Something else that is important to realize. You cannot produce fruit in someone else’s life; only Jesus can produce spiritual fruit in a person’s life. You cannot make someone else fruitful; it’s a work of the Spirit within them accomplished by their own yielding to The Lord.
You can provide an environment in which they have opportunity to receive The Lord and grow in Him but their fruitfulness (or fruitlessness) is on them.
Jeremiah 28:15 Then the prophet Jeremiah said to Hananiah the prophet, “Hear now, Hananiah, the LORD has not sent you, but you make this people trust in a lie.
Jeremiah 28:16 Therefore thus says the LORD: ‘Behold, I will cast you from the face of the earth. This year you shall die, because you have taught rebellion against the LORD.’ ”
Jeremiah 28:17 So Hananiah the prophet died the same year in the seventh month.
By now we can read this and understand that Jeremiah would be weeping while delivering such news. This wasn’t a moment to gloat at being the ‘real’ prophet whom God was going to vindicate. No, this was sad – extremely sad.
Hananiah was dead within the next two months. It may seem morbid (it’s not) but I think we must assume that the people we encounter – all of them no matter their ages and relative health – could die at any moment. The Gospel is a warning that if they die apart from faith in Jesus Christ they have forfeited Heaven and will perish eternally in Hell, despite the so-called ‘prophets’ in every generation who want to erase Hell from our thinking.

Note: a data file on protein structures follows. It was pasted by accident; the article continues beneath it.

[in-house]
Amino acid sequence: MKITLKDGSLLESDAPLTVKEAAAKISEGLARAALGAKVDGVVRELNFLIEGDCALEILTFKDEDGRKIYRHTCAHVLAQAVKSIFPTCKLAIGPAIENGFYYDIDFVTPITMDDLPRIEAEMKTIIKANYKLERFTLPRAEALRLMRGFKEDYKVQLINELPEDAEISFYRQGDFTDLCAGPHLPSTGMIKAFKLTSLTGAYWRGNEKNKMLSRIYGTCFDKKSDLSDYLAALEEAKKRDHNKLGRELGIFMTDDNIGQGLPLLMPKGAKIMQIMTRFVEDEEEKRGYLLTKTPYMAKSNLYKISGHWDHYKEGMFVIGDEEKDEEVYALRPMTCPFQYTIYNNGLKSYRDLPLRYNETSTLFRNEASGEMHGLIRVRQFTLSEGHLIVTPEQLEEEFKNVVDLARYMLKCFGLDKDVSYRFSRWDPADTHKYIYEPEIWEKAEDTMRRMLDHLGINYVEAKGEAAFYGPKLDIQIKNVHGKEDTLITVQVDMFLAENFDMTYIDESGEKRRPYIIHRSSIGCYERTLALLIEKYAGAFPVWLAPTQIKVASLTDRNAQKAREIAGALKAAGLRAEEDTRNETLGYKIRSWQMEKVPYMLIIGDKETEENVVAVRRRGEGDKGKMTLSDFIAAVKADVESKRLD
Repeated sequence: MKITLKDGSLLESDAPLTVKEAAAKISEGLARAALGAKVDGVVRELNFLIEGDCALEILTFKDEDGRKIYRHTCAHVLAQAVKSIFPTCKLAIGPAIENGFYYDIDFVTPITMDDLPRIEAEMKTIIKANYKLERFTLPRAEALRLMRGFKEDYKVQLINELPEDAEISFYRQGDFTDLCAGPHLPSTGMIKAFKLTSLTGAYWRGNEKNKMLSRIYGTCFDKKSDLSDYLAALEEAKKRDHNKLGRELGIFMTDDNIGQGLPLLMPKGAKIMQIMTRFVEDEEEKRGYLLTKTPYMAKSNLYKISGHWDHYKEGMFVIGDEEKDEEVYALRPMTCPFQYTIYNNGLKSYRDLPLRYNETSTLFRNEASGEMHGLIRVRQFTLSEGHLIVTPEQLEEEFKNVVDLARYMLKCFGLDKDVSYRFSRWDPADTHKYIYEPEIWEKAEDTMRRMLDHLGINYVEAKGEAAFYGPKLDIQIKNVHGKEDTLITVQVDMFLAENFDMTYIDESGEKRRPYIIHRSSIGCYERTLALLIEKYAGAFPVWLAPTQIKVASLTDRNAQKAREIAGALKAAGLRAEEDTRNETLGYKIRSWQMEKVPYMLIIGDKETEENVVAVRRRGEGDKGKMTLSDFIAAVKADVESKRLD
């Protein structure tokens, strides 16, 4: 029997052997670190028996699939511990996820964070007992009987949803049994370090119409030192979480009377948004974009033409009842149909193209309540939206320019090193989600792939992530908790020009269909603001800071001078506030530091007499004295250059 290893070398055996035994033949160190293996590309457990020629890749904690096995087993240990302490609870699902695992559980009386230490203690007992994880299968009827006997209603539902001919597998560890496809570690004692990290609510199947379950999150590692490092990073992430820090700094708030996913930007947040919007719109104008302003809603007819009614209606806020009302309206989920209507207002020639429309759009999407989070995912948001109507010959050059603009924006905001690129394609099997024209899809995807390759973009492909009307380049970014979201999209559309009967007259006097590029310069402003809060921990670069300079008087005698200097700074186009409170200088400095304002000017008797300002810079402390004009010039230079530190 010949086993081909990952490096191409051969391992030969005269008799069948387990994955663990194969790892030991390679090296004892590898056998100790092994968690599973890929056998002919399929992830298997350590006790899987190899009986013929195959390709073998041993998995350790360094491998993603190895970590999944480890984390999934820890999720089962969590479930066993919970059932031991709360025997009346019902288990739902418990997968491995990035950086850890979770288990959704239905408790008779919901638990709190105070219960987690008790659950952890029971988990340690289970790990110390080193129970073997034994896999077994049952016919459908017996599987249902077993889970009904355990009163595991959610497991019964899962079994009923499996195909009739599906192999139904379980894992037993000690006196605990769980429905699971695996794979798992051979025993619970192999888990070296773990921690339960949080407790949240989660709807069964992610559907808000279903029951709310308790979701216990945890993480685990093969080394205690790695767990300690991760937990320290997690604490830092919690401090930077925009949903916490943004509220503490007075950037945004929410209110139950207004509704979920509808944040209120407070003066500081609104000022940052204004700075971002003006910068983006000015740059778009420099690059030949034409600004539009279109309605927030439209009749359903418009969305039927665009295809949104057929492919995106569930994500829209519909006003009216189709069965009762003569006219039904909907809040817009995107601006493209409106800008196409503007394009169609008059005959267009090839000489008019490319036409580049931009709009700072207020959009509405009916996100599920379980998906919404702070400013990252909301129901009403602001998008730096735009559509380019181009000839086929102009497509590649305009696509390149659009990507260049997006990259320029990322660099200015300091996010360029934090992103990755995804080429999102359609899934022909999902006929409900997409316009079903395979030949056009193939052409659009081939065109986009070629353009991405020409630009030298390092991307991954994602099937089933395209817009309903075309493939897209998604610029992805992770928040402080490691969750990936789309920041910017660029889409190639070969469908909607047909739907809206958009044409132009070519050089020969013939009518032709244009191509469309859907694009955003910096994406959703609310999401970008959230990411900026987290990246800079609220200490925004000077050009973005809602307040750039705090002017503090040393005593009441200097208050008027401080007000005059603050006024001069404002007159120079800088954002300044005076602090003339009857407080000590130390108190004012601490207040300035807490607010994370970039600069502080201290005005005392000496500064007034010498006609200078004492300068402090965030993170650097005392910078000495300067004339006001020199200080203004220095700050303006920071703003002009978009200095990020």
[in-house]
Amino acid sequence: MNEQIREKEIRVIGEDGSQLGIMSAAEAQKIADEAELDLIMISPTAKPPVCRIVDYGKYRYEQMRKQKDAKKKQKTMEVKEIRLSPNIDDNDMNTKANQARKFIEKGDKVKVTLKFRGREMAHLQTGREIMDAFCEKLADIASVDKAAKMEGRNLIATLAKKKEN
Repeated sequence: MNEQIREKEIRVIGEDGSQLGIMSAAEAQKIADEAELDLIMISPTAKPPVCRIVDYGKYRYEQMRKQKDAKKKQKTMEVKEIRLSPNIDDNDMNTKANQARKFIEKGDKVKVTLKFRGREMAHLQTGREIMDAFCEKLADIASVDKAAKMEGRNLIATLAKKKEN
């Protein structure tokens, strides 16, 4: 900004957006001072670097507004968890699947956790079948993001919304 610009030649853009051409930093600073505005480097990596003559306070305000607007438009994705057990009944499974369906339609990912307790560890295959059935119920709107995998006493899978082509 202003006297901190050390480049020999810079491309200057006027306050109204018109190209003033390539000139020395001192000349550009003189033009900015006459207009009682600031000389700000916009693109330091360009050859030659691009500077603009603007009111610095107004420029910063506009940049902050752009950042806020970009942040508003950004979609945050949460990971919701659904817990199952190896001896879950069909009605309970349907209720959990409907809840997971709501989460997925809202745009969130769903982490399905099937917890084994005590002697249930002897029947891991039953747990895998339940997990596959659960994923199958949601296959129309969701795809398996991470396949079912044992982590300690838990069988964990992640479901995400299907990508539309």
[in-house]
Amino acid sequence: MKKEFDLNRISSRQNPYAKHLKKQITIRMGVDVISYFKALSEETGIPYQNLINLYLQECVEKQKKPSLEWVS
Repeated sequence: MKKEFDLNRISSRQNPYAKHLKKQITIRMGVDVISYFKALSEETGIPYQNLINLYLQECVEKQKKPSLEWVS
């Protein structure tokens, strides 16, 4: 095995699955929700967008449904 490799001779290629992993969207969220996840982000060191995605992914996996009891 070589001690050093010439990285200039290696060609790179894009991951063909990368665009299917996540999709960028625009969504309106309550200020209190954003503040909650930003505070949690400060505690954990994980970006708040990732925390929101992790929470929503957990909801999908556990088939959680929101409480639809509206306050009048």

Are you feeling a little like Jeremiah? You’ve taken a stand for The Lord but it seems as if nothing is happening; or, worse, that the things that are happening seem contrary to His Word?
Does it seem as if the Hananiah’s of this age are prospering while you are being embarrassed? Like your yokes – the things you built for The Lord, at His direction – are broken at your feet?
“It ain’t over til it’s over.” When it is over it will just be you and The Lord. Everything hidden will be revealed. It will all make sense. He will wipe away every tear. You won’t care to be vindicated because you’ll realize the only Person that you needed to please was Jesus; no other opinion matters but His, and He wants to say to you, “Well done!”